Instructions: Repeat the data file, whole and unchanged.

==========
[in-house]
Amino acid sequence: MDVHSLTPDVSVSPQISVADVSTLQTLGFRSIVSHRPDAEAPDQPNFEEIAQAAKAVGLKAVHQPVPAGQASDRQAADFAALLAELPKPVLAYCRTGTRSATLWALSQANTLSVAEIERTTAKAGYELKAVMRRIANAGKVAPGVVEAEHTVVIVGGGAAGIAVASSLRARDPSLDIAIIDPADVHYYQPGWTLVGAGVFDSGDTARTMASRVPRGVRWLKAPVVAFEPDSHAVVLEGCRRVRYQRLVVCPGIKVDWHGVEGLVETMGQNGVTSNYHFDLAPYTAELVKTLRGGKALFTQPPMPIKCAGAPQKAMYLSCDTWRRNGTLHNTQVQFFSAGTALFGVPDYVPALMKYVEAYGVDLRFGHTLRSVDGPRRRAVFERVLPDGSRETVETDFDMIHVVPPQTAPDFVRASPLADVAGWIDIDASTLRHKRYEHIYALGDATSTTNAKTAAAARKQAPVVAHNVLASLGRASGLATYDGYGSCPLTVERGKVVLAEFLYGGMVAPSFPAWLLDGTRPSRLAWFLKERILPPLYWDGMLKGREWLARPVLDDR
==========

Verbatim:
[in-house]
Amino acid sequence: MDVHSLTPDVSVSPQISVADVSTLQTLGFRSIVSHRPDAEAPDQPNFEEIAQAAKAVGLKAVHQPVPAGQASDRQAADFAALLAELPKPVLAYCRTGTRSATLWALSQANTLSVAEIERTTAKAGYELKAVMRRIANAGKVAPGVVEAEHTVVIVGGGAAGIAVASSLRARDPSLDIAIIDPADVHYYQPGWTLVGAGVFDSGDTARTMASRVPRGVRWLKAPVVAFEPDSHAVVLEGCRRVRYQRLVVCPGIKVDWHGVEGLVETMGQNGVTSNYHFDLAPYTAELVKTLRGGKALFTQPPMPIKCAGAPQKAMYLSCDTWRRNGTLHNTQVQFFSAGTALFGVPDYVPALMKYVEAYGVDLRFGHTLRSVDGPRRRAVFERVLPDGSRETVETDFDMIHVVPPQTAPDFVRASPLADVAGWIDIDASTLRHKRYEHIYALGDATSTTNAKTAAAARKQAPVVAHNVLASLGRASGLATYDGYGSCPLTVERGKVVLAEFLYGGMVAPSFPAWLLDGTRPSRLAWFLKERILPPLYWDGMLKGREWLARPVLDDR